Humans love to rank. We rank universities and sports teams, investment portfolios and spelling-bee contestants.
Partly we do so to simplify the world in a meaningful way. Rankings, particularly those created by a body of experts, can synthesize complex and opaque information into an accessible and potentially useful ordered presentation: this company has greater potential to earn profits, this school to produce knowledgeable students. We can look at a ranking and know, or think we can know, the better bets from the worse.
But we also rank to recognize good performance and to chastise bad behavior. Think of restaurant health code ratings. Here the goal, besides helping unwitting citizens avoid gastroenteritis, is to improve the performance of the ranked entities. Those at the bottom of a particular ranking can be convinced to shape up or close up, as is the case with health code violators, and those at the top may be blessed with accolades and fungible benefits, as is the lot for the rare restaurant to top out the Michelin restaurant ratings with three stars. In both cases ranked individuals, we assume, are incentivized to perform well: the former to improve their station in society, the latter to avoid losing their high status.
In the arena of corporate environmental performance, a term that describes the effort a firm has taken to limit their company’s impacts on the environment, this former trend seems to be especially true.
In a recent study presented in the Strategic Management Journal, Aaron Chatterji, of Duke University’s Fuqua School of Business, and Michael Toffel, of the Harvard School of Business, examined the environmental stewardship behavior of nearly 600 firms across 5 years in relation to an initial environmental performance ranking. The authors reported that firms that ranked poorly on measures of environmental performance one year were more likely than unranked or well-ranked firms to improve their environmental performance in subsequent years. Like restaurants with low health code ratings, the worst polluters were “shamed” into improving, in this case by lowering their annual total toxic chemical emissions.
This is good news, which supports the theory of rankings as social motivators.
But could the opposite phenomenon also occur? Could a positive ranking somehow incentivize a decrease in firm performance? That is precisely the finding of a forthcoming study from Ben Lewis of Cornell University’s Johnson Graduate School of Management, who presented his research at the fourth annual conference of the Alliance for Research on Corporate Sustainability (ARCS) at Yale University this past May.
Considering Chatterji and Toffel’s findings that poor rankings led to improved firm performance, Lewis wondered where good rankings could lead. Did well-ranked firms maintain their strong performance over time? Or do they, once christened as good stewards, allow their socially beneficial behaviors to slide?
The answer was somewhat surprising, though perhaps it shouldn’t be. After examining the charitable-giving behavior of more than 400 firms over 5 years, Lewis found that firms that were ranked well on measures of corporate social responsibility were more likely than their low-ranked or unranked peers to perform worse in the future.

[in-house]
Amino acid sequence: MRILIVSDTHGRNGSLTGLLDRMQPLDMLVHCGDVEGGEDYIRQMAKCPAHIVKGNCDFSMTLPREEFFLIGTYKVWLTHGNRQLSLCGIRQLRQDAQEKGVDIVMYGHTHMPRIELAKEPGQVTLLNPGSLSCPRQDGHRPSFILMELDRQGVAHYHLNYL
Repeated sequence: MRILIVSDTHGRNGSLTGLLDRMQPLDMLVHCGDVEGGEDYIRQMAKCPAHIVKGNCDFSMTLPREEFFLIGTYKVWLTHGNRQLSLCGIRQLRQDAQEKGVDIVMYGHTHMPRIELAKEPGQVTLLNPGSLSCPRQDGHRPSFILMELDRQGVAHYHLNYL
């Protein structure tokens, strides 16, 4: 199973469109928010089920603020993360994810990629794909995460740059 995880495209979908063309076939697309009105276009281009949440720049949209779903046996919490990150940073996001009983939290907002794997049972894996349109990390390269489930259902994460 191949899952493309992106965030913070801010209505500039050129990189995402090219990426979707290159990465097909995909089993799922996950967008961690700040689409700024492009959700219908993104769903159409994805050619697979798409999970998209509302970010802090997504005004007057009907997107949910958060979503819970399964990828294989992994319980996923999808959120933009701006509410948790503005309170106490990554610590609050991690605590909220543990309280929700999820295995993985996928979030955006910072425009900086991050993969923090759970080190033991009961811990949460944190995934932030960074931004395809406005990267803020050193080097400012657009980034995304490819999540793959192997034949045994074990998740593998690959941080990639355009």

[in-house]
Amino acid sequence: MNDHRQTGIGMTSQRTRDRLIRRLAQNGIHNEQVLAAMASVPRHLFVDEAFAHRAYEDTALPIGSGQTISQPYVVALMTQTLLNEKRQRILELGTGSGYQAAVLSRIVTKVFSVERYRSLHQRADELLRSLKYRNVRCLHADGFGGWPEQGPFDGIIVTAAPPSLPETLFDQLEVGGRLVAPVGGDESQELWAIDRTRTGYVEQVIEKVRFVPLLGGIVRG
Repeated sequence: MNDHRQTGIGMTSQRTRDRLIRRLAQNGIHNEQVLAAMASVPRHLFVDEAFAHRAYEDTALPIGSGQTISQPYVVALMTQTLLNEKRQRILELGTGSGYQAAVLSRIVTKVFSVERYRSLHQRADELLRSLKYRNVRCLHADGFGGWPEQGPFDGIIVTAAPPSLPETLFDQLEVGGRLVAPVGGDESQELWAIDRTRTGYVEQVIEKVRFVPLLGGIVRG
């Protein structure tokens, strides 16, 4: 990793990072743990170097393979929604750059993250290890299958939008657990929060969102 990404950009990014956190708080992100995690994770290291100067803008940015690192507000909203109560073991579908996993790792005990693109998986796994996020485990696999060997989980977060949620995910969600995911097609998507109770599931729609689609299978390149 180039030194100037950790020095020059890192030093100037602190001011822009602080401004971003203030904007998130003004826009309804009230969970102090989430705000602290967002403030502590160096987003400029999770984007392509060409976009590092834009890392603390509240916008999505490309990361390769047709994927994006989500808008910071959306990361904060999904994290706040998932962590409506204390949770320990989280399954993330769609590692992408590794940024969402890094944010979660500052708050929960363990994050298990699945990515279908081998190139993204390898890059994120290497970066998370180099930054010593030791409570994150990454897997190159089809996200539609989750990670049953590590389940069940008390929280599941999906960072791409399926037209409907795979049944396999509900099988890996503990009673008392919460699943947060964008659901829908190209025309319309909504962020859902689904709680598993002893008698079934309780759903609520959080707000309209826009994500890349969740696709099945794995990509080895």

Meaning that, at least for socially responsible firms, recognizing good behavior in the present can lead to worse behavior in the future.
Why is this true?
There may be many explanations for this trend but Lewis suggests that part of the answer may lie in the social science of “moral licensing.”
“A substantial body of work suggests that past moral behavior can make individuals more likely to commit potentially immoral actions without worrying about or appearing immoral,” he writes in a working paper on the study.
It is possible, then, that corporations recognized for good social behavior in the past can rationalize poorer behavior in the present. At the very least they are “less likely to reinterpret reductions in future performance as a sign of weakness or cause of concern,” writes Lewis.
Does this mean that we should stop recognizing good performers? Does this call into question the practicality of rankings in general? The answer, I think, depends on why we rank. Rankings still provide numerous benefits outside of incentivizing good behavior: information is made publicly available and accessible, poor performers are still incentivized to improve, and it becomes possible to identify trends across individuals or within a sector.
But, “from a policy perspective,” Lewis writes, “these results suggest that positive ratings can lead to consequences that are the opposite of those intended by the raters.” And this means that, for the purposes of incentivizing behavior improvements, those who rate may be better off focusing more on chastising poor performers and less on celebrating winners.
 The researchers used environmental ratings from KLD Research & Analytics, Inc. (KLD), which ranks S&P 500 Index and Domini Social 400 Index firms on a variety of “corporate social performance” metrics, of which environmental performance is a large component.
 This study also relied on KDL firm performance ratings.
Aaron Reuben is a research assistant at the Yale Center for Environmental Law & Policy, where he studies the policy impacts of environmental health indicators. He holds a Masters of Environmental Management from the Yale School of Forestry & Environmental Studies and is a former Editor-in-Chief of the Yale environmental journal, SAGE Magazine.